"Do a twirl, dear," Luisa commented. She obliged. She twirled as best she could in the form fitting constrictions and smiled to please her glowing granddaughter. The young girl was smiling and whispering something to her mother; if you were a bystander you would guess they were sisters gossiping because of their spitting images of each other and Valerie looking more like a freshman twenty year old as opposed to her 33 years of age.
"This one is nice," she stated and sombrely made her way back to the dressing room leaving a confused Caroline in the dust.
"Hmm, I feel like I am not doing my job right."
"You are, dear," Luisa corrected, "let me speak with her."
"Britta, love." She looked up at the soft voice calling to her. Her eyes met with warm dark ones and she quickly glanced back down at the carpeting; she knew what was coming. Luisa placed an aging hand on her shoulder and whispered, as if the information was top secret, "it is okay to be happy."
"Is it? I feel like a traitor."
"A traitor to who, my dear?"
"You know that isn't true." She felt the tears threaten to leave her eyes. "The only one you are hurting is yourself." Luisa grabbed her face, therefore forcing her to look and listen to the elderly woman's speech. "Jose would want this, I know, and you better stop telling yourself otherwise. I know his soul is with us now and everyday since his death I thank God for taking him to the better place. Jose was not living for the past 15 years. His heart was beating but he was spoon fed and didn't remember anything about his life. I know my son, and I know when we visited him that wasn't him; that was a carcass of the man he used to be. The accident was not your fault; he fell down the stairs. And Douglas! That man is the closest thing to a saint. I love that man, you know? His patience and care throughout the years amazes me. This wedding is for him, not for you, but so he can finally call you his wife. You were already basically married except for in paper. So tell me why now? Why the overwhelming guilt now?"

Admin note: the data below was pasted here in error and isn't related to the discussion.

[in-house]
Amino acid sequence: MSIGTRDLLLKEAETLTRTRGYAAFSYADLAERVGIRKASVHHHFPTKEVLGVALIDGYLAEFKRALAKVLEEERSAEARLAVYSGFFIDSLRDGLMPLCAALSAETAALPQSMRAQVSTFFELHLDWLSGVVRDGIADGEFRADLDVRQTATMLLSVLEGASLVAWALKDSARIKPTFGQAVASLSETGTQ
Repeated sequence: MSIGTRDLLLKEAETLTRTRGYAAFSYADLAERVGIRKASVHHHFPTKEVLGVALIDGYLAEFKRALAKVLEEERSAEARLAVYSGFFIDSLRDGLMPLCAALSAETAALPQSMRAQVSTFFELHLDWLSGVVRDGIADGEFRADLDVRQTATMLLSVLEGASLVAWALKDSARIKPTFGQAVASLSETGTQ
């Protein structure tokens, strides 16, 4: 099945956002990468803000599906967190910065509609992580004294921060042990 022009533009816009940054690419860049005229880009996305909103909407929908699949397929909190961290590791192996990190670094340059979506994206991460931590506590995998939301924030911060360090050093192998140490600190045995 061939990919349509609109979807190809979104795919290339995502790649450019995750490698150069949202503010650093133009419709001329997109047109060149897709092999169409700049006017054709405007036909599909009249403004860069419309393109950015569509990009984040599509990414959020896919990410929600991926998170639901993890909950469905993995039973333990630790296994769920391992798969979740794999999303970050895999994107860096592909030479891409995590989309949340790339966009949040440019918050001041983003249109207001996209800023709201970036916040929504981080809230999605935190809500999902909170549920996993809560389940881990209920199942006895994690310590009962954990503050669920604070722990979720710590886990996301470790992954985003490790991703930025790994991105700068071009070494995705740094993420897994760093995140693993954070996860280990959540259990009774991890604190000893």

"Because it is real now. Jose is not here anymore."
"The real Jose has been gone for 15."
"I know, I…know."
"And Douglas has been here for 10."
"Don't. You love Douglas, correct?"
"Valerie and Josephine considered him family, correct?"
"Then let go. Do not forget, but move on." The elderly woman got up onto her feet. "Now, let us go show this dress again. I know this is the one because it was the one I picked out."